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Personality factors in human-computer interaction: A review of the literature

Authors
Journal
Computers in Human Behavior
0747-5632
Publisher
Elsevier
Publication Date
Volume
7
Issue
3
Identifiers
DOI: 10.1016/0747-5632(91)90002-i
Disciplines
  • Computer Science

Abstract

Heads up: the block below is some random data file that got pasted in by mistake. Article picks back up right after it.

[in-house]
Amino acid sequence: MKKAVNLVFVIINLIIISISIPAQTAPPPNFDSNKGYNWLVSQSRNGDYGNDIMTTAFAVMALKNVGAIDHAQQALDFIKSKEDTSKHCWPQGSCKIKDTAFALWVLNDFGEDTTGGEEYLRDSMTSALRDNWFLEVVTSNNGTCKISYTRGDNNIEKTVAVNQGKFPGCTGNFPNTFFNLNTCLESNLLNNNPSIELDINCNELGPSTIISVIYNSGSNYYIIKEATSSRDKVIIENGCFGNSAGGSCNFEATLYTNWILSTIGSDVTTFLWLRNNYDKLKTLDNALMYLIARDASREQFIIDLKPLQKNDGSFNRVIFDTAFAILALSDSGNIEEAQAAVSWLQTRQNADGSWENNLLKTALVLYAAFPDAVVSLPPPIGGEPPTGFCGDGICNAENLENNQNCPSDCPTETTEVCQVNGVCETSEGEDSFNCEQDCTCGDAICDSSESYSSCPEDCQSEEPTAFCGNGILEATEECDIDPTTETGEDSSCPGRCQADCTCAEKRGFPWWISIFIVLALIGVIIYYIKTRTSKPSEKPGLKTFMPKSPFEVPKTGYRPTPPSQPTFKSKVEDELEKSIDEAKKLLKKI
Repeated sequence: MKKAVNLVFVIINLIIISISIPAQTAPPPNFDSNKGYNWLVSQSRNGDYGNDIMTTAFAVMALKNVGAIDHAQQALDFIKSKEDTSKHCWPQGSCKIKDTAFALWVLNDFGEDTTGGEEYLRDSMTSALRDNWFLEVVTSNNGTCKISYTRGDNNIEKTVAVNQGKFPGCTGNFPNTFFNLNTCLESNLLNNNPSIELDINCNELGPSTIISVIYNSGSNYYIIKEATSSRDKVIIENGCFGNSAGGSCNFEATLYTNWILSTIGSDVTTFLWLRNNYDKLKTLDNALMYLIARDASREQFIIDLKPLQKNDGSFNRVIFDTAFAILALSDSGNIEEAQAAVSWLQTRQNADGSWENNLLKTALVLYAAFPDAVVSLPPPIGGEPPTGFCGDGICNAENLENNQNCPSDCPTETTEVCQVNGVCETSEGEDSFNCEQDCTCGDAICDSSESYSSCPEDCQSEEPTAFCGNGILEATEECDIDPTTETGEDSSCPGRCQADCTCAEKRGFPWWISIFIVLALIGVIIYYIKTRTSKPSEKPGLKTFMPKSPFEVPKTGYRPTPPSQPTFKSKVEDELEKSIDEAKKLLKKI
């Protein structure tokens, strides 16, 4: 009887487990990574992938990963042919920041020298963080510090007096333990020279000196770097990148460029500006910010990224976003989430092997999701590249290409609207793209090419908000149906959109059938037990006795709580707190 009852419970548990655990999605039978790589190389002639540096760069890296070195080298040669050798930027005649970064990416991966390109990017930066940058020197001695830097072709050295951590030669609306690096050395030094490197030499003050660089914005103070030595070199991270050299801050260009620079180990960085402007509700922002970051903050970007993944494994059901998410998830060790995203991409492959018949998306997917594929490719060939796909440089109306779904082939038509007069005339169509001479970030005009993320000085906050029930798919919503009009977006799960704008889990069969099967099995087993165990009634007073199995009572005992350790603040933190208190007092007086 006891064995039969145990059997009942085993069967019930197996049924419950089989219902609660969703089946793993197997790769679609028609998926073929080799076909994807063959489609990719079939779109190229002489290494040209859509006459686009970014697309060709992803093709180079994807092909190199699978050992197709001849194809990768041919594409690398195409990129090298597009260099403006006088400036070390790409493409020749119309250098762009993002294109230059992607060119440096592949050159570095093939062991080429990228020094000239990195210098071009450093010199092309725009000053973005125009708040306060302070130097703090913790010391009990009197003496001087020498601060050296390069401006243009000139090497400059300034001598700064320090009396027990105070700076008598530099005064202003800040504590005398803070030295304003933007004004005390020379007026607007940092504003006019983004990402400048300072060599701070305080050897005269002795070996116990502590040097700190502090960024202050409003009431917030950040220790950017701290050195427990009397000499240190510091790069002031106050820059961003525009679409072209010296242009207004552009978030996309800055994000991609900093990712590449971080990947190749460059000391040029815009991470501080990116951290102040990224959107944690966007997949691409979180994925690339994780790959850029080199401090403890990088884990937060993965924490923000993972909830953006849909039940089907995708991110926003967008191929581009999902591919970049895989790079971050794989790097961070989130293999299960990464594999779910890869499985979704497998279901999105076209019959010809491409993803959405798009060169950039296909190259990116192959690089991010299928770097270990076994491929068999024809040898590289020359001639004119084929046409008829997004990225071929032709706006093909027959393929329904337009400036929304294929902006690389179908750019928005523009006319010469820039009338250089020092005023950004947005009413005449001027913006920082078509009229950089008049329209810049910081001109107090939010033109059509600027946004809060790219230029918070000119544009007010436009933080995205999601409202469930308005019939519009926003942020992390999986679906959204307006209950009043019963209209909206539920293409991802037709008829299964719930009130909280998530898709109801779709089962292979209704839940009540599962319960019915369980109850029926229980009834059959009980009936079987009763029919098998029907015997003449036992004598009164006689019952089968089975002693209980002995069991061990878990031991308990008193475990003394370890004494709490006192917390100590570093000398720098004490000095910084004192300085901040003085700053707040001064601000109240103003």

Abstract This is a review of studies investigating the relation between personality dimensions and human-computer interaction. The review is divided into three topic areas: programming aptitude and achievement, the programmer personality, and computer-assisted instruction (CAI). It is concluded that: (a) introversion-extraversion and traits characterizing introversion-extraversion are related to many aspects of human-computer interaction, (b) there is little evidence to support a relation between the Jungian personality dimensions and programming aptitude and achievement, (c) further, no correlations are reported between these dimensions and academic achievement in CAI-based courses; however, certain Jungian dimensions are related to attrition rate and speed of completion, (d) although little relation between Jungian dimensions and programming aptitude and achievement is noted, certain personality types select careers that utilize computer programming, (e) anxiety characterized by a threat to self-esteem facilities or debilitates CAI performance contingent on specific aspects of the learning task, and (f) compulsive and stress-inducing personality traits, internal-external locus of control, and achievement motivation are implicated in human-computer interaction performance.

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